A Montgomeryshire county councillor has accused Transport for Wales of a "lack of ambition" over its plans to improve Welsh North-South rail connections. In a statement published online on Monday, June 7, the train operator says it plans to upgrade existing routes to provide faster services. However Transport for Wales says it has no plans to reopen North to South rail links through Mid Wales - and insists it's easier to continue routing services through England instead.
Cllr Elwyn Vaughan, Plaid Cymru councillor for Glantwymyn, believes rural Mid-Wales is being "ignored" by the plan. "The statement by TFW shows lack of ambition and is merely a continuation of more of the same attitude focussing on large centres of population whilst ignoring the bulk of Wales," he said. "Wales suffered disproportionately under the 'Beeching Cuts' to the rail network during the 1960s. Since that time, one of the most pressing problems in Wales has been the lack of internal connectivity, which hampers economic sustainability and contributes to the long-term degradation of communities. We need a ambitious vision, we need to reopen such lines as from Aberystwyth to Carmarthen; and from Porthmadog to Bangor and invest in the Mid Wales line. If other European countries with a mountainous terrain can do it then surely Wales can also; perhaps it's time to remind TFW of it's name - Transport for Wales and where Wales actually exists."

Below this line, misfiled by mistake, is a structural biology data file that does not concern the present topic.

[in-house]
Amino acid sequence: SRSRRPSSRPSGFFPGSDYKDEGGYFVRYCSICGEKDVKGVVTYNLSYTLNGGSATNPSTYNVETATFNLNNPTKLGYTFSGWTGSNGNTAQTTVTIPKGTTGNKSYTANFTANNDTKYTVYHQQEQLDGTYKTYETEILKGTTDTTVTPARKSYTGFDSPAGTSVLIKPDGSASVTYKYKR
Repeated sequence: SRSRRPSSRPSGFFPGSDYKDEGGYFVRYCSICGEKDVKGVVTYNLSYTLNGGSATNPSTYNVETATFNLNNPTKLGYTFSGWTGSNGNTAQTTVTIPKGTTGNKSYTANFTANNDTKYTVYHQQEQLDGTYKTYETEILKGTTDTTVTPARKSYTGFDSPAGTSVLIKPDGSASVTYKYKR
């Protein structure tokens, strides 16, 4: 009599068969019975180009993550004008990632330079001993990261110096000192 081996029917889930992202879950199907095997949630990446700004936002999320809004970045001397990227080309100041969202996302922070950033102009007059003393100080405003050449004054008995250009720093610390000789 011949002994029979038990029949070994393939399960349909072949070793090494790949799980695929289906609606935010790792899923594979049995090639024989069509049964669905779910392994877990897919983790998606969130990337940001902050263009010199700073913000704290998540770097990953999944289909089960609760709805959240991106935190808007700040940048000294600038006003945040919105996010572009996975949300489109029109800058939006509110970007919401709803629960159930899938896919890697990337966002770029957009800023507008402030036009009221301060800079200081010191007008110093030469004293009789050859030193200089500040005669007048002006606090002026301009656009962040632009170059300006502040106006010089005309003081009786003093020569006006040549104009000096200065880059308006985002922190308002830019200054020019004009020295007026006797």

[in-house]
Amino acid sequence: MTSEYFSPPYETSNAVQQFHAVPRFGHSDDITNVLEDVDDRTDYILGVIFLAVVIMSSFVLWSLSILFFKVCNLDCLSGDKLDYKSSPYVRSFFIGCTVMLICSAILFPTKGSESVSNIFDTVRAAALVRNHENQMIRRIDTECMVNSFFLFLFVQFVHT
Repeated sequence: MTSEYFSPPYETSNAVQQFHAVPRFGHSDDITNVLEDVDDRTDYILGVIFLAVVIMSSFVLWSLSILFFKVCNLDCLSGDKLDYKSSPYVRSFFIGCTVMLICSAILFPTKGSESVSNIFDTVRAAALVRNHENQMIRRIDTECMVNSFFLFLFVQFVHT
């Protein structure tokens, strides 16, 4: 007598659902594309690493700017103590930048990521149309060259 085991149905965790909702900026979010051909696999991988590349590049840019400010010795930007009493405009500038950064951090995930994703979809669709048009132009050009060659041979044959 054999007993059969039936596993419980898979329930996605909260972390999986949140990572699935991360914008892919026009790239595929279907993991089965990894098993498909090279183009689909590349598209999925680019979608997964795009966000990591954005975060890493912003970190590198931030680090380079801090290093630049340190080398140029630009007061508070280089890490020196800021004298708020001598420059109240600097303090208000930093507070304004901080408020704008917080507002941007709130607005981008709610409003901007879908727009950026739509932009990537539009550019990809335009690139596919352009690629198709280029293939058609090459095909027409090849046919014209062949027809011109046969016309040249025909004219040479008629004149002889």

Currently Mid-Wales is not served by trains running from Cardiff and Swansea to North Wales, with passengers routed via Hereford and changing services in England at Shrewsbury. A 160 mile journey from Fishguard Harbour in the South-West of the network, to Holyhead in the North-West, can take up to 12 hours and requires passengers to change trains in England in order to reach their destination. The same journey by road would take around three and a half hours, ironically passing through the main mid-Wales rail hub at Machynlleth.
"The Welsh Government retains an aspiration to reduce journey times across the Wales and Borders network, including between North and South Wales. This is intended to be achieved by modernising the existing infrastructure, including the future electrification of the major rail routes, which will also provide additional capacity for more frequent services on them," a spokesperson said. "Simply reinstating the former rail routes through Mid or West Wales would not be enough. The routes would not be suitable for a North-South intercity service, because their meandering nature would mean journey times would be far longer than via the current route. The initial priority is to upgrade existing lines so that they can carry more trains and provide faster journeys, including the current North-South route via the Marches Line. Along with providing the North-South link, it has the added benefit of serving three large settlements in the borders region – Chester, Shrewsbury and Hereford – which act as major interchanges for services to North West England, Mid Wales and the West Midlands respectively."